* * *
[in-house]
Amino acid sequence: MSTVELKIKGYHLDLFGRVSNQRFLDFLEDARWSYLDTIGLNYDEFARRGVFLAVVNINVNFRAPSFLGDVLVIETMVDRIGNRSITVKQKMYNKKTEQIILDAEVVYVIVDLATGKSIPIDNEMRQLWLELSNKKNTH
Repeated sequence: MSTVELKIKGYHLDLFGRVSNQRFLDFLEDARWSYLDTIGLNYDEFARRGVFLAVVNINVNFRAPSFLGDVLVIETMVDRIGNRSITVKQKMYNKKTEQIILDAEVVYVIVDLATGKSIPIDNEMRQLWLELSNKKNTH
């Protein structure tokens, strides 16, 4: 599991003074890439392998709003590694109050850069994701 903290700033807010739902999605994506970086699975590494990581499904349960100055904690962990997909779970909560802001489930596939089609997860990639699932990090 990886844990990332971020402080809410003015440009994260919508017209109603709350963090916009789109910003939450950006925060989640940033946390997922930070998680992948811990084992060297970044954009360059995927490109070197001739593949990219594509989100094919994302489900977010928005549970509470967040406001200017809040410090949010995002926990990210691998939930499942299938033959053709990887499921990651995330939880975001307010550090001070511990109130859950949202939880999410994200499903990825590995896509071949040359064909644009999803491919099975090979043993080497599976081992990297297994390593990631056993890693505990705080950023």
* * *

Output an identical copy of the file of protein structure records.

[in-house]
Amino acid sequence: MSTVELKIKGYHLDLFGRVSNQRFLDFLEDARWSYLDTIGLNYDEFARRGVFLAVVNINVNFRAPSFLGDVLVIETMVDRIGNRSITVKQKMYNKKTEQIILDAEVVYVIVDLATGKSIPIDNEMRQLWLELSNKKNTH
Repeated sequence: MSTVELKIKGYHLDLFGRVSNQRFLDFLEDARWSYLDTIGLNYDEFARRGVFLAVVNINVNFRAPSFLGDVLVIETMVDRIGNRSITVKQKMYNKKTEQIILDAEVVYVIVDLATGKSIPIDNEMRQLWLELSNKKNTH
């Protein structure tokens, strides 16, 4: 599991003074890439392998709003590694109050850069994701 903290700033807010739902999605994506970086699975590494990581499904349960100055904690962990997909779970909560802001489930596939089609997860990639699932990090 990886844990990332971020402080809410003015440009994260919508017209109603709350963090916009789109910003939450950006925060989640940033946390997922930070998680992948811990084992060297970044954009360059995927490109070197001739593949990219594509989100094919994302489900977010928005549970509470967040406001200017809040410090949010995002926990990210691998939930499942299938033959053709990887499921990651995330939880975001307010550090001070511990109130859950949202939880999410994200499903990825590995896509071949040359064909644009999803491919099975090979043993080497599976081992990297297994390593990631056993890693505990705080950023």